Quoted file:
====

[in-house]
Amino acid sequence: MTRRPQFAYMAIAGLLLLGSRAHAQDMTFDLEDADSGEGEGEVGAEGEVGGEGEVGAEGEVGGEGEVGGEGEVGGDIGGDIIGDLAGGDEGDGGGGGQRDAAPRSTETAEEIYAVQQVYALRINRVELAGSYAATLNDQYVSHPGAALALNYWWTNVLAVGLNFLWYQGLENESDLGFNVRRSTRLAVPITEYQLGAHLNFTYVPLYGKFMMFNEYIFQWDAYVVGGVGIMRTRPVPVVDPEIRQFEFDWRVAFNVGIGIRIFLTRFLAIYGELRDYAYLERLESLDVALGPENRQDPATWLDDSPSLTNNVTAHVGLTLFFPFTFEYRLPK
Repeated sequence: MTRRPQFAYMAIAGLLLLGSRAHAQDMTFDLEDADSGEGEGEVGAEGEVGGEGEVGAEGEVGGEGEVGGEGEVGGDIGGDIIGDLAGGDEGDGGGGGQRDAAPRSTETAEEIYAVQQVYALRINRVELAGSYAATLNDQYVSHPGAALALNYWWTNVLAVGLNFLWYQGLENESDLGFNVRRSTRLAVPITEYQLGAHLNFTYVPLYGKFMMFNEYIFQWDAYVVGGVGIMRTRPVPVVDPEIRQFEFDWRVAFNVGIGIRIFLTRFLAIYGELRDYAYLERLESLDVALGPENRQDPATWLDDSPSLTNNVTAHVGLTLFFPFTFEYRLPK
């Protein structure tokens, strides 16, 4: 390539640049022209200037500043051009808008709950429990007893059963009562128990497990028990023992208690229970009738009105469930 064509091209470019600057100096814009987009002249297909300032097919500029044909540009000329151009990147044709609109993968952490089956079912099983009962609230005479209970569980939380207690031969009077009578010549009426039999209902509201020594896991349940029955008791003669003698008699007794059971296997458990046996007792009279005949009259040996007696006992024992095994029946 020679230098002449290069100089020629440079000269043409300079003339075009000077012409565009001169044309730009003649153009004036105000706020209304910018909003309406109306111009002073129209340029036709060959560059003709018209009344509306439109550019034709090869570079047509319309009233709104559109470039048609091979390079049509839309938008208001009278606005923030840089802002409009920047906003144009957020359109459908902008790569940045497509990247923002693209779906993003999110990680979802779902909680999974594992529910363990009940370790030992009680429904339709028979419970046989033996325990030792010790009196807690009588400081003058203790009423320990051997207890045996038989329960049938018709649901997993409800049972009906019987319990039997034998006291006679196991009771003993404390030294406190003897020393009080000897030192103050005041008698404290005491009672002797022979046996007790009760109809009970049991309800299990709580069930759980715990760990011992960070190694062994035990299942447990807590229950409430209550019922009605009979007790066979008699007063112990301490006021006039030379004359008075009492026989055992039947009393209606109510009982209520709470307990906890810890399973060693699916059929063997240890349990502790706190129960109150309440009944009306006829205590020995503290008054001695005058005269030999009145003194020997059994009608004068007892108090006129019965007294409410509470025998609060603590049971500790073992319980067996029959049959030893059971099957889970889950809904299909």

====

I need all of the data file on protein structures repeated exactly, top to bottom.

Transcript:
[in-house]
Amino acid sequence: MTRRPQFAYMAIAGLLLLGSRAHAQDMTFDLEDADSGEGEGEVGAEGEVGGEGEVGAEGEVGGEGEVGGEGEVGGDIGGDIIGDLAGGDEGDGGGGGQRDAAPRSTETAEEIYAVQQVYALRINRVELAGSYAATLNDQYVSHPGAALALNYWWTNVLAVGLNFLWYQGLENESDLGFNVRRSTRLAVPITEYQLGAHLNFTYVPLYGKFMMFNEYIFQWDAYVVGGVGIMRTRPVPVVDPEIRQFEFDWRVAFNVGIGIRIFLTRFLAIYGELRDYAYLERLESLDVALGPENRQDPATWLDDSPSLTNNVTAHVGLTLFFPFTFEYRLPK
Repeated sequence: MTRRPQFAYMAIAGLLLLGSRAHAQDMTFDLEDADSGEGEGEVGAEGEVGGEGEVGAEGEVGGEGEVGGEGEVGGDIGGDIIGDLAGGDEGDGGGGGQRDAAPRSTETAEEIYAVQQVYALRINRVELAGSYAATLNDQYVSHPGAALALNYWWTNVLAVGLNFLWYQGLENESDLGFNVRRSTRLAVPITEYQLGAHLNFTYVPLYGKFMMFNEYIFQWDAYVVGGVGIMRTRPVPVVDPEIRQFEFDWRVAFNVGIGIRIFLTRFLAIYGELRDYAYLERLESLDVALGPENRQDPATWLDDSPSLTNNVTAHVGLTLFFPFTFEYRLPK
């Protein structure tokens, strides 16, 4: 390539640049022209200037500043051009808008709950429990007893059963009562128990497990028990023992208690229970009738009105469930 064509091209470019600057100096814009987009002249297909300032097919500029044909540009000329151009990147044709609109993968952490089956079912099983009962609230005479209970569980939380207690031969009077009578010549009426039999209902509201020594896991349940029955008791003669003698008699007794059971296997458990046996007792009279005949009259040996007696006992024992095994029946 020679230098002449290069100089020629440079000269043409300079003339075009000077012409565009001169044309730009003649153009004036105000706020209304910018909003309406109306111009002073129209340029036709060959560059003709018209009344509306439109550019034709090869570079047509319309009233709104559109470039048609091979390079049509839309938008208001009278606005923030840089802002409009920047906003144009957020359109459908902008790569940045497509990247923002693209779906993003999110990680979802779902909680999974594992529910363990009940370790030992009680429904339709028979419970046989033996325990030792010790009196807690009588400081003058203790009423320990051997207890045996038989329960049938018709649901997993409800049972009906019987319990039997034998006291006679196991009771003993404390030294406190003897020393009080000897030192103050005041008698404290005491009672002797022979046996007790009760109809009970049991309800299990709580069930759980715990760990011992960070190694062994035990299942447990807590229950409430209550019922009605009979007790066979008699007063112990301490006021006039030379004359008075009492026989055992039947009393209606109510009982209520709470307990906890810890399973060693699916059929063997240890349990502790706190129960109150309440009944009306006829205590020995503290008054001695005058005269030999009145003194020997059994009608004068007892108090006129019965007294409410509470025998609060603590049971500790073992319980067996029959049959030893059971099957889970889950809904299909």